WHERE THE BUSES RUN ON TIME
March 23, 2006
In Chicago, traffic is a major problem, especially for buses -- wreaking havoc on their scheduled services. However, there are many shortcuts available in the city that bus drivers just don't use, and that is the real problem, says Austan Goolsbee, an economic professor at the University of Chicago Graduate School of Business.
Many believe that the problem is that drivers are not paid enough to strategize, but Chicago bus drivers are the seventh-highest paid in the nation; full-timers earn more than $23 an hour. So, the problem may have more to do with how they are paid; at least that's the implication of a new study of Chilean bus drivers, says Goolsbee.
- Companies in Chile pay bus drivers one of two ways: either by the hour or by the passenger; paying by the passenger leads to significantly shorter delays.
- Give them incentives, and drivers start acting like regular people do; they take shortcuts when the traffic is bad, they take shorter meal breaks and bathroom breaks and they want to get on the road and pick up more passengers as quickly as they can.
- Incentives also create new markets; in Chile, people known as sapos (frogs) literally hop on and off the buses that arrive, gathering information on how many people are traveling and telling the driver how many people were on the previous bus and how many minutes ago it sat at the station.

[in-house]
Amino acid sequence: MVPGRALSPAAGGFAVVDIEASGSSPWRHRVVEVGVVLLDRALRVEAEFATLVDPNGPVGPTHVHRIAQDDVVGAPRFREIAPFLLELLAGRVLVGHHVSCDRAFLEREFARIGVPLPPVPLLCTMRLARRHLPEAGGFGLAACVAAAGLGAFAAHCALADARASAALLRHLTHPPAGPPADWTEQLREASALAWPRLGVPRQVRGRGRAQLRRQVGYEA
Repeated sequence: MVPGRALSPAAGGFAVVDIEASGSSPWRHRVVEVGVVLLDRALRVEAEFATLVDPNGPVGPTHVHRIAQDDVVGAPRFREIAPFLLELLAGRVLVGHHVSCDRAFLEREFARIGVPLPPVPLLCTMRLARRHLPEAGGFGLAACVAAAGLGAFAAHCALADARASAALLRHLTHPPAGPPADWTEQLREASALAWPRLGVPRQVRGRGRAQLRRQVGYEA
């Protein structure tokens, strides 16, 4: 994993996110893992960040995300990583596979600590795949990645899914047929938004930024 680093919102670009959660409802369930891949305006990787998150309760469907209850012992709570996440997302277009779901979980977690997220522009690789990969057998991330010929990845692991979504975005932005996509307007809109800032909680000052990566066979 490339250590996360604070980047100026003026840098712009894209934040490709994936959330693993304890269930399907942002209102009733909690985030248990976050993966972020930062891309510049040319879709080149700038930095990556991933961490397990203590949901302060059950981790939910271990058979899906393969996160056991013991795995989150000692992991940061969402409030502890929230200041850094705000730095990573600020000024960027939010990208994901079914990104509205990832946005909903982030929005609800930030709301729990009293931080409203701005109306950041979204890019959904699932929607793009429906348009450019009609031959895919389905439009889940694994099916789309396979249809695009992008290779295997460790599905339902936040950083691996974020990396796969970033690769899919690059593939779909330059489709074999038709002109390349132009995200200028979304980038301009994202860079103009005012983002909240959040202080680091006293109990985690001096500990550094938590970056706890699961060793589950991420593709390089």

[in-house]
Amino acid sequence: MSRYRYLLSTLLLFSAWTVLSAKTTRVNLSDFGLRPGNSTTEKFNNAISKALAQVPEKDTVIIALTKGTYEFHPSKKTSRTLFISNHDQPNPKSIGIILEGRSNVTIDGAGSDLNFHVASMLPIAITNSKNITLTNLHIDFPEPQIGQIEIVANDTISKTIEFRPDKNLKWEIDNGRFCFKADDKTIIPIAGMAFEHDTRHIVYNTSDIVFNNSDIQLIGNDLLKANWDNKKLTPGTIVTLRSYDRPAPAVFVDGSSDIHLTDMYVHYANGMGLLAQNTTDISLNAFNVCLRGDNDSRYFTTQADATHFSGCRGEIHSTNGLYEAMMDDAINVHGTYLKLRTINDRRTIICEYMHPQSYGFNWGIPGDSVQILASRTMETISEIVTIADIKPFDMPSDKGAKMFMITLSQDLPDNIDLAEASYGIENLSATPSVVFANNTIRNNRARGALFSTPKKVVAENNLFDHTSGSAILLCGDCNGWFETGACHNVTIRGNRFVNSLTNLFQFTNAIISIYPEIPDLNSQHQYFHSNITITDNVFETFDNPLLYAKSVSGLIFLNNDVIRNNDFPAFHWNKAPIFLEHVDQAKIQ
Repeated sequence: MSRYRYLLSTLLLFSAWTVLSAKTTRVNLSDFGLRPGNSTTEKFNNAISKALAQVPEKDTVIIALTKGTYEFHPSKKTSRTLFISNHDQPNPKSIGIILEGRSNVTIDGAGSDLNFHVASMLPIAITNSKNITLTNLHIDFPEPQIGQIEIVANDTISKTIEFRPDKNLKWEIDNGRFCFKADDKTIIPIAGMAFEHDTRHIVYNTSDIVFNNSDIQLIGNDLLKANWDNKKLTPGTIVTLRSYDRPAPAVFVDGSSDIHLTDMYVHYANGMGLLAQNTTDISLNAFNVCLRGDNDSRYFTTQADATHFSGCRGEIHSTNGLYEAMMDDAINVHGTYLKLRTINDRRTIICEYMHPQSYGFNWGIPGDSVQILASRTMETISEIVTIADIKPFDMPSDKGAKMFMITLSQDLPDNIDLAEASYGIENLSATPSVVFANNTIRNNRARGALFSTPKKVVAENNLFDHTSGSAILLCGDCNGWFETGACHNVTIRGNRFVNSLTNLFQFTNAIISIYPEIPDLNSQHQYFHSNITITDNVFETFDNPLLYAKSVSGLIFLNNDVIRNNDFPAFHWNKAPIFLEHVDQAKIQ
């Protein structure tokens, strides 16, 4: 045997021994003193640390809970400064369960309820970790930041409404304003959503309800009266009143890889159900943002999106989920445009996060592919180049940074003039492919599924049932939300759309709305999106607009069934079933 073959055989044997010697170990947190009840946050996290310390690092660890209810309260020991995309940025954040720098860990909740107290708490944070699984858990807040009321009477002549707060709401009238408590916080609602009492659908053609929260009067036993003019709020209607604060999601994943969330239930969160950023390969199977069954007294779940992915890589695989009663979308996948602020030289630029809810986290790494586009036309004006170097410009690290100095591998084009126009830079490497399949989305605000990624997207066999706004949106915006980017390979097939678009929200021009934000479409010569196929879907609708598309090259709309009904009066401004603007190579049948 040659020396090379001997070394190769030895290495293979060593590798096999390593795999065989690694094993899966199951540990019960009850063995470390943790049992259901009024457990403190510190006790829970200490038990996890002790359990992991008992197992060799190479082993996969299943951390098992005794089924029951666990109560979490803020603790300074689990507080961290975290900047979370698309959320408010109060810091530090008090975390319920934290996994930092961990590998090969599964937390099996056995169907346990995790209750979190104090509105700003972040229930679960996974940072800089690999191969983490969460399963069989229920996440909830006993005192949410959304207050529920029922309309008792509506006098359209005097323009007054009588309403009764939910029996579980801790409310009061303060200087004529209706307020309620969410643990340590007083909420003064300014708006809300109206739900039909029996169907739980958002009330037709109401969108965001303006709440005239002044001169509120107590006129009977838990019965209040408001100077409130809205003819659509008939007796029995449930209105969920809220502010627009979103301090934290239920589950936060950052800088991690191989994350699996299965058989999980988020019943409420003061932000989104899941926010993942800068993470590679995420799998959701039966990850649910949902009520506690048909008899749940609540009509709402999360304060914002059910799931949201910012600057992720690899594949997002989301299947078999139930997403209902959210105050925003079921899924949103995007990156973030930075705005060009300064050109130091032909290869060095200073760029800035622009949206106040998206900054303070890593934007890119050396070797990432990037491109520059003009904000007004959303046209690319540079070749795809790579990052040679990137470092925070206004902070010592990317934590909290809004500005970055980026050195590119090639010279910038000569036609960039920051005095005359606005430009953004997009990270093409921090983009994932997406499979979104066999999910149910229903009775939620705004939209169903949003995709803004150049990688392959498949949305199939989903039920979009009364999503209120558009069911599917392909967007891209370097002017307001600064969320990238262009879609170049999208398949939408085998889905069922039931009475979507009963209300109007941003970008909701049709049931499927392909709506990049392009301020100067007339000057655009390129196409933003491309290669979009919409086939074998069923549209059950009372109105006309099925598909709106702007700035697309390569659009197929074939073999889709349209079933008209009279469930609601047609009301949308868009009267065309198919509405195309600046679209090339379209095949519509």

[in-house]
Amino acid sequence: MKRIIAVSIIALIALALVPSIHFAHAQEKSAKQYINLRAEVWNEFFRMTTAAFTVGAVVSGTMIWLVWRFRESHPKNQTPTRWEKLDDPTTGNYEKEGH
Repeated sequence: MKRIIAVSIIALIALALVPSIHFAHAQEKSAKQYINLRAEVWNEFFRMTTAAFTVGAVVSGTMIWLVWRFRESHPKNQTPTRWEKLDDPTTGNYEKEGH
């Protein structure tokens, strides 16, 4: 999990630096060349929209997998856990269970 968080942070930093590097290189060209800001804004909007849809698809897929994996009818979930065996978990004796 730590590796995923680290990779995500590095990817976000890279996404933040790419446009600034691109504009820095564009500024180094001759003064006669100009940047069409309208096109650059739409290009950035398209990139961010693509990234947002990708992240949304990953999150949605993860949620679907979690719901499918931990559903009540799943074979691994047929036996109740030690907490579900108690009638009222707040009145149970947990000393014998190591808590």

- Drivers pay the sapos for the information because it helps them improve their performance.
However, not everything about incentive pay is perfect; when bus drivers start moving from place to place more quickly, they get in more accidents; yet when given the choice, people overwhelmingly choose the bus companies that get them where they're going on time, says Goolsbee.
Source: Austan Goolsbee, "Where the Buses Run on Time," Slate Magazine, March 16, 2006; based upon: Ryan M. Johnson, David H. Reiley and Juan Carlos Munoz, "The War for the Fare: How Driver Compensation Affects Bus System Performance," National Bureau of Economic Research, November 2005.
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